June 10, 2005


Dean isn't the Problem (Joan Vennochi, June 9, 2005, Boston Globe)

Democrats are running against Howard Dean instead of George W. Bush and the GOP -- or, better yet, running for principles that matter to the country.

It makes little sense, unless the intent is to destroy what's left of their shell of a political party.

Dean, the head of the Democratic National Committee, is under attack by fellow Democrats who are allegedly upset at his partisan rhetoric. Critics such as Senators Joseph Biden of Delaware and former senator John Edwards of North Carolina are taking their shots at Dean, just as if they were sitting next to him during a debate in Cedar Rapids, Iowa, or Manchester, N.H. They sound like they are positioning themselves for a future presidential campaign rather than working together to rebuild a party with a message for the future.

How shocking: Dean said, ''I hate the Republicans and everything they stand for" and defined the political landscape as ''a struggle between good and evil." Is that any worse than the comment by Harry Reid, the Democrats' Senate leader, who said of Bush, ''I think this guy is a loser." (Reid later apologized.) Is it worse than Senator Hillary Clinton of New York saying: ''There has never been an administration, I don't believe, in our history more intent upon consolidating and abusing power to further their own agenda."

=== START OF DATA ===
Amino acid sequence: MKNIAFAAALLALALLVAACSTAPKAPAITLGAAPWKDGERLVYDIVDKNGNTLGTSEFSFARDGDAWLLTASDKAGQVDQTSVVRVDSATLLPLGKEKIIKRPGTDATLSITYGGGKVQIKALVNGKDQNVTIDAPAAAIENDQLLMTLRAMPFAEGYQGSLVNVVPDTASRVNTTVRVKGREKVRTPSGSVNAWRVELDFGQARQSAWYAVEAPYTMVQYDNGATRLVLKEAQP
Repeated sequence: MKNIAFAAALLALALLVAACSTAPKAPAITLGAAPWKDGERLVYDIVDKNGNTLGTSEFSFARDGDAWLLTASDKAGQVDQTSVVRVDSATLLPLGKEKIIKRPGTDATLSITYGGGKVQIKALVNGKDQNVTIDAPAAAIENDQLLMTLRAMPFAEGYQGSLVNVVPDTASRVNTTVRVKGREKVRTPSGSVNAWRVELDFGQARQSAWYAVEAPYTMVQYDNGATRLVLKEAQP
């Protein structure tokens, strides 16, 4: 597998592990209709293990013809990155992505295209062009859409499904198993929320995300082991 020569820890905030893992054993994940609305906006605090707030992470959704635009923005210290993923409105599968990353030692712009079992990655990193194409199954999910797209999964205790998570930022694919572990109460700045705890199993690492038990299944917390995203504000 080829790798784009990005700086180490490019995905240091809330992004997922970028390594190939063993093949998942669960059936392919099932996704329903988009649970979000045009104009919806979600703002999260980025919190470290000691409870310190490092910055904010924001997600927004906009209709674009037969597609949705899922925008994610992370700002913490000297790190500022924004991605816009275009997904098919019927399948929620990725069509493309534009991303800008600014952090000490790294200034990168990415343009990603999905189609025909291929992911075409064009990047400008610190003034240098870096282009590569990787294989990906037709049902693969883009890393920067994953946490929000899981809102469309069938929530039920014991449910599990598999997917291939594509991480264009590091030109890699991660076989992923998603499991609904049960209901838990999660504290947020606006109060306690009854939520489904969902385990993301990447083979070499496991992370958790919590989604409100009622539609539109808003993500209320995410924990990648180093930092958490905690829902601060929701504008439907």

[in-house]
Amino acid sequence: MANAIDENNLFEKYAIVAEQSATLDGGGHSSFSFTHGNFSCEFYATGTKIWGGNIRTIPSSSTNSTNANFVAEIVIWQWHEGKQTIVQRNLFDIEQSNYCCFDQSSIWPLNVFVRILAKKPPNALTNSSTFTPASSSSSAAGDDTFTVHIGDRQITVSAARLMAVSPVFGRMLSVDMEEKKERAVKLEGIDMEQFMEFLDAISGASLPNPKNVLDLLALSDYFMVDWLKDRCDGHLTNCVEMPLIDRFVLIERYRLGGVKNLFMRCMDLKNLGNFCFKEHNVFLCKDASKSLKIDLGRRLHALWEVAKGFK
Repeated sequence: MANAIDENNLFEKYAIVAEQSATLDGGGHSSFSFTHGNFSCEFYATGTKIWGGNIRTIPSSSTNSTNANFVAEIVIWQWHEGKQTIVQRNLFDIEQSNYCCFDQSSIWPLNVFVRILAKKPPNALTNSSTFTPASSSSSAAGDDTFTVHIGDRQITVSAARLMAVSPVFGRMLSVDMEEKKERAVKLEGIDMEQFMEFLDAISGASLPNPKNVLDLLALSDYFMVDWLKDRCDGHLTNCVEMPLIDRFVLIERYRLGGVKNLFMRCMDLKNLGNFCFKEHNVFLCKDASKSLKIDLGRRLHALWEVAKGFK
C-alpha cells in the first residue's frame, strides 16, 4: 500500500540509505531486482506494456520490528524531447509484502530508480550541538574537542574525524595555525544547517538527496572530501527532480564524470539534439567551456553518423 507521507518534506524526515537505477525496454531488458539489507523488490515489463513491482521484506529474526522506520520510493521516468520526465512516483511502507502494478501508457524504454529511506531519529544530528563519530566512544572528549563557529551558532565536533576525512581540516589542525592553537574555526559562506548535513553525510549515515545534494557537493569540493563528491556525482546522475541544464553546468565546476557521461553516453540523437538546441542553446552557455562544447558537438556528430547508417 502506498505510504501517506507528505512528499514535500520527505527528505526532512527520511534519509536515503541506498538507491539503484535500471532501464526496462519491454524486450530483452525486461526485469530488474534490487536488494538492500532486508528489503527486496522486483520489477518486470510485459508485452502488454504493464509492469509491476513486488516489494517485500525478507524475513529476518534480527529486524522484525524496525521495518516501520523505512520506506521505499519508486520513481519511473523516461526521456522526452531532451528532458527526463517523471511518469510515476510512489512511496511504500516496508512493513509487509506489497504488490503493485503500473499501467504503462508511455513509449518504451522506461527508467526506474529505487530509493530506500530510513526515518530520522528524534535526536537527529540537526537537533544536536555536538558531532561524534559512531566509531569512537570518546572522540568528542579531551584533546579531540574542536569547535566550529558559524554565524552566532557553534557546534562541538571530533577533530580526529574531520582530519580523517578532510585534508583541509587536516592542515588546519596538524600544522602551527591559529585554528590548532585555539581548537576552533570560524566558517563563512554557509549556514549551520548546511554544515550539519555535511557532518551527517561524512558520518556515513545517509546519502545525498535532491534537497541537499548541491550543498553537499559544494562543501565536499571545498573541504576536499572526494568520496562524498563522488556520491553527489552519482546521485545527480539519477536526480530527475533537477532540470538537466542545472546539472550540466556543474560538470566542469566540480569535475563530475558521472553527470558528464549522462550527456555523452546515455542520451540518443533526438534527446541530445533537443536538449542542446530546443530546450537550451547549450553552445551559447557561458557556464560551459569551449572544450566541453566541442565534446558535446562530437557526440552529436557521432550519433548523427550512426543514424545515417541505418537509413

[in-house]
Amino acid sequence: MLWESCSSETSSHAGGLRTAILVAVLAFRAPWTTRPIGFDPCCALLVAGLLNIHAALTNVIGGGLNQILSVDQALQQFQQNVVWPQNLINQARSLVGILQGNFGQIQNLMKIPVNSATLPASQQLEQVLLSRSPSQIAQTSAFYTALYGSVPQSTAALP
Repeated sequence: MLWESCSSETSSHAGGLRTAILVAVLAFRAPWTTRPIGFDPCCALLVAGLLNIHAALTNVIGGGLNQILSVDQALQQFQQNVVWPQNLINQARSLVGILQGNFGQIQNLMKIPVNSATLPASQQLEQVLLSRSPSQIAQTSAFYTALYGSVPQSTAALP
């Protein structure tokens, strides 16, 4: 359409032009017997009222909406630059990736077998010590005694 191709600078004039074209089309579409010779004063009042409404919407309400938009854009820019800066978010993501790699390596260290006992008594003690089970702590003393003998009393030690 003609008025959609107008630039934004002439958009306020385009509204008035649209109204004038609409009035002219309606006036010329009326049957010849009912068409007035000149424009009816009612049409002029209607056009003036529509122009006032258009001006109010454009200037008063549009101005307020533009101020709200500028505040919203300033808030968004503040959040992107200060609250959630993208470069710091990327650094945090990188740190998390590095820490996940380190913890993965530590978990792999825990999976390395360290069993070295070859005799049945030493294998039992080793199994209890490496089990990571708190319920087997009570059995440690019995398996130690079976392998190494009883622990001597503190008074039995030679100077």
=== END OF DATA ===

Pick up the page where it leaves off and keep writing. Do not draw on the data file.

During the 2004 presidential campaign, Dean's predecessor, Terry McAuliffe, was famous for personal attacks against President Bush. He described Bush as being AWOL, or absent without leave, during his stint in the National Guard and declared that ''George Bush continually lies."

Did she really sit down at her typewriter to make the point that the rest of the Democratic leadership is just as braindead?

Posted by Orrin Judd at June 10, 2005 11:31 PM

Consider her audience. They need to have it pounded into them.

Posted by: Robert Schwartz at June 11, 2005 10:25 AM

Can she really not tell the difference between saying "My opponent is a loser" and "Everyone on the other side is evil"??????

Posted by: Kirk Parker at June 11, 2005 3:20 PM

Mr. Parker;

Probably not. After all, if you don't believe in evil then Dean's statement is the same sort of rhetorical device as Reid's.

Posted by: Annoying Old Guy at June 11, 2005 4:41 PM